Lecture | Archaeology Now—Marsh Arabs “The World’s Oldest Tavern”

September 21, 2023

Presented by the MFAH and Archaeology Now in partnership with the Arab American Educational Foundation

Eating out seems to have been as popular 5,000 years ago as it is today. Archaeologists working in the fall of 2022 in the ancient city of Lagash, in what was once the marshes of Iraq, discovered one of the world’s first taverns. Everything for a delightful meal was available: a room containing benches for comfort, an industrial-size oven that certainly churned out delicious delicacies, a large grill still holding a fish, ancient food remains in hundreds of disposable clay dishes, and even a 5,000-year-old fridge to cool beer.

Hear the story and learn more about what was on the menu from Zaid Alrawi, Mesopotamian archaeologist and the Lagash archaeological project’s manager. 

Tickets | FREE

Plan Your Visit
The lecture takes place in Lynn Wyatt Theater in the Kinder Building. On Thursdays, the Museum is open from 11 a.m. to 9 p.m. with free general admission.

Related Event
Film Screening | Sunday, September 10, 3 p.m.
Archaeology Now—“Miracle in the Marshes of Iraq”

About the Speaker
Zaid Alrawi is a landscape archaeologist and the Southern Mesopotamia projects manager at the University of Pennsylvania. His work has concentrated on the applications of GIS and Remote Sensing in Mesopotamian archaeology. He has worked at the State Board of Antiquities and Heritage in Baghdad and as a research technician on the Iraq Archaeological Digital Atlas project at Stony Brook University. Through this effort, he used satellite imagery and GIS to survey, locate, and document 2,000 archaeological sites in Iraq. He obtained his Ph.D. from Penn State, with a dissertation that focused on the Third Millennium BCE Rural Economy of Southern Mesopotamia, specifically investigating the locational setting of sites of production within the urban hinterland of the Lagash territory. Archaeology Now is the Houston affiliate of the Archaeological Institute of America.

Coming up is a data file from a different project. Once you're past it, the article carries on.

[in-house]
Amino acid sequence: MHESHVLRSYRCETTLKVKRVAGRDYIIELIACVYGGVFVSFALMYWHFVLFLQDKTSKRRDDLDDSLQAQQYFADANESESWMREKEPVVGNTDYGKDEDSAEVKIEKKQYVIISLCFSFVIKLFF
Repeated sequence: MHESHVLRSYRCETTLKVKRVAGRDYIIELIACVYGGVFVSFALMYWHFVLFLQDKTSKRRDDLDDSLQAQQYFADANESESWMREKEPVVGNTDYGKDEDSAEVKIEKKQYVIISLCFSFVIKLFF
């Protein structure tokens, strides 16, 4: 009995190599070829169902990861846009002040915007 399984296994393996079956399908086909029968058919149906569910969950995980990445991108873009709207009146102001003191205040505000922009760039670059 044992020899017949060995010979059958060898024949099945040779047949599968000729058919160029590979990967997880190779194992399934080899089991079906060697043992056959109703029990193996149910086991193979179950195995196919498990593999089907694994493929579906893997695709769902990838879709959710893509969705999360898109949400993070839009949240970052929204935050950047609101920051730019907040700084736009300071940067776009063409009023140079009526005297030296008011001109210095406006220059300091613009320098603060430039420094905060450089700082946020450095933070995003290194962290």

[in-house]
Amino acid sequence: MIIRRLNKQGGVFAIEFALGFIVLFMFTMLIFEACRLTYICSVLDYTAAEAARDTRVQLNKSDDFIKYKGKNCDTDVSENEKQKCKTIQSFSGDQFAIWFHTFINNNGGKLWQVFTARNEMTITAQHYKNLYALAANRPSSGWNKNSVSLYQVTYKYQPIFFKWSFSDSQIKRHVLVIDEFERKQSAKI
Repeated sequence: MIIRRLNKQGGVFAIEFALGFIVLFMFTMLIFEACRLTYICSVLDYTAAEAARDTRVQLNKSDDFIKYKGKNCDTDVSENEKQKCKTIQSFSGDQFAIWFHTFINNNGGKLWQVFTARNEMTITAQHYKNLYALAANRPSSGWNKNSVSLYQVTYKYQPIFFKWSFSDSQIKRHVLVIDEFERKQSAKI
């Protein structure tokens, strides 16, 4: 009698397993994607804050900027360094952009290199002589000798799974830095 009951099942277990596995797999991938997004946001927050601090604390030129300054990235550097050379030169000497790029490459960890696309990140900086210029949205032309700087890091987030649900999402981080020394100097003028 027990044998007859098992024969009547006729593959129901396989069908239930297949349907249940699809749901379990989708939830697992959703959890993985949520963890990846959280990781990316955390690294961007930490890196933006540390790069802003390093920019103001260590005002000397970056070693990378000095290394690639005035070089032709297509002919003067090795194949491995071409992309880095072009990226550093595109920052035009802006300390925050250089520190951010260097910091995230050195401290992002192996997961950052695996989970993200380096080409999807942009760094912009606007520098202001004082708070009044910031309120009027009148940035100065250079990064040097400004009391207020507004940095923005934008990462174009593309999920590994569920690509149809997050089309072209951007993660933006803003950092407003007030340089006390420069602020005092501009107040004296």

All Learning and Interpretation programs at the Museum of Fine Arts, Houston, receive generous support from Macey and Harry Reasoner; the Claire and Theodore Morse Foundation; and the Texas Commission on the Arts. Endowment funds are provided by the Louise Jarrett Moran Bequest; Caroline Wiess Law; Windgate Foundation; the William Randolph Hearst Foundation; Cyvia and Melvyn Wolff; the National Endowment for the Humanities; the Fondren Foundation; BMC Software, Inc.; the Wallace Foundation; the Neal Myers and Ken Black Children’s Art Fund; Mr. and Mrs. A. L. Ballard; Mr. and Mrs. Charles W. Tate; the Eleanor and Frank Freed Foundation; Virginia and Ira Jackson; the Favrot Fund; CFP Foundation; Neiman Marcus Youth Arts Education; gifts in memory of John Wynne; gifts in memory of Peter Lotz; and gifts in honor of Beth Schneider.


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